Housing Trends Reflect Pandemic’s Influence  

The effect of pandemic lockdowns has triggered more interest in working at home, a trend that will be long-lasting and possibly permanent.

Early in the pandemic we saw a surge in real estate activity as buyers sought more space for working from home. Compounding that was a desire for more at-home entertainment and exercise. People want not only a home office, but a home theater and a home workout facility. These are features that will, in my opinion, dominate home design and buyer demands for at least the coming decade.

People feel safer at home, but they don’t want to feel cloistered. They want elbow-room.

Lockdowns also triggered more separations and divorces as couples who weren’t really in love found that being cloistered together at home didn’t work for their relationship. This also contributed to the real estate boom of 2020 and into 2021.

Real estate was considered an “essential service” in the early days of Covid-19 lockdowns, and we Realtors certainly relished the lack of traffic and traffic jams on local highways.  Those days of free-flowing traffic may be gone, but there is still a widespread appreciation of working from home and doing less commuting. This means continued buyer activity focused on finding additional home office space.

Some homeowners are finding that additional space at home instead of trading up to a bigger home. There’s increased interest, for example, in building ADUs over detached garages, not to create rental income (a great idea) but for the homeowner’s own use as a studio or office away from family distractions.

An attached garage can offer great potential for additional living space, not just as a workshop, but as a home office, art studio, workout room or even a bedroom if necessary. Heating and cooling, on top of improved insulation, will be job #1 before improving the flooring, walls and ceiling. Rather than extending your home forced-air furnace ductwork, consider installing a single-unit heat pump mini-split system.  I saw this on a garage in north Golden—a perfect application of this technology.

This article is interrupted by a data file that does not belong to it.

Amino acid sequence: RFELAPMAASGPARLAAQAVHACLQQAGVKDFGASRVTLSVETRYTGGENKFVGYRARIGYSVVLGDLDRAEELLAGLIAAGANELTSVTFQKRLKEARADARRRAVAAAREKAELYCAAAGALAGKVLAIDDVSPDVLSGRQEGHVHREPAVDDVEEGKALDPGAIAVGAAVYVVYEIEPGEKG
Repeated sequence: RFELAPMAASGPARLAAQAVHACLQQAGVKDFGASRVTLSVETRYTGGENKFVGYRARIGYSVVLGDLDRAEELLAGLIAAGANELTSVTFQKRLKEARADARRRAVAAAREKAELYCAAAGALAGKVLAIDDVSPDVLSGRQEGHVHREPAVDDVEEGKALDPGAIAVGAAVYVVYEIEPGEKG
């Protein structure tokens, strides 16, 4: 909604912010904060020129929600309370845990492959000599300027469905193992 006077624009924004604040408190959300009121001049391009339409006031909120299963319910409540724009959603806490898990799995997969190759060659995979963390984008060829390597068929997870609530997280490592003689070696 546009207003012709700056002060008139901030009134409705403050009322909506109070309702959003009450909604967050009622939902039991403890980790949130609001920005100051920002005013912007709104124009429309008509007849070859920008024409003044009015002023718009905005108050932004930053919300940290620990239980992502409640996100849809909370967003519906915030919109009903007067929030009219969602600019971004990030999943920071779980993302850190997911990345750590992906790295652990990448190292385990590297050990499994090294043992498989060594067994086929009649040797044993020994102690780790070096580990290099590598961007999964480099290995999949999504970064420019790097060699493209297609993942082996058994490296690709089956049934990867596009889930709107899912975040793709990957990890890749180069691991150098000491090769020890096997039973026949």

Click here for the Realtor Magazine article which inspired this article.

BONUS FEATURE:

Here’s an article submitted by Tina Martin about transforming your garage into a great work space:

Work-from-home jobs have become much more prevalent in recent years, with many people looking for remote opportunities or even starting their own businesses from the comfort of their houses. If you’ve just started working from home or are planning to in the near future, you’ll need a quiet, dedicated space for an office, and one place you may not have thought of to create a setup is your garage. With a few simple changes, you can transform this area into another room that comes with plenty of benefits–including more privacy and fewer distractions. You can also look for ways to make the transition to working from home a little easier at the same time.

Come prepared

If you’re going to be working from home at your own business, it’s a good idea to be as prepared and organized as possible to make the process a smooth one. This means taking steps to ensure that your company has all its bases covered legally, including creating an LLC so you can keep track of your tax responsibilities and remain in good standing with the IRS. A limited liability company comes with less paperwork and more flexibility than a corporation, so you can stay on top of things and run your business the way you want. Every state has its own rules for formation, so look up the steps for creating a Colorado LLC before jumping in.

Set up your workspace

Once you have the details figured out, it’s time to think about how to turn your garage into a room you can work in throughout the seasons. Of course, you’ll need access to wi-fi and electricity, but never try to handle electrical work on your own–hire a pro if you have to add wiring to your garage. If you already have wi-fi in your home, a simple and affordable signal extender could help you bring service to your new workspace. You’ll also want to make sure you have access to cool and warm air for the different seasons and that the garage is well-ventilated. Add shelving and a desk so you can keep things neat, and don’t forget to bring in a comfortable, supportive chair.

Let some light in

Once you know where your desk will be, think about how to make sure you have the right light for your needs. Many garages have overhead fluorescent lighting, which can be tiresome to your eyes for long periods of time. Look for a small lamp or two that will provide task lighting to the right areas and diffuse the overheads for your comfort. If your garage has a window, even better! Natural light is beneficial for working in an office because it can help to prevent disruptions in the circadian rhythm and boost your mood. If you don’t have a window, take breaks throughout the day and step outside for some fresh air.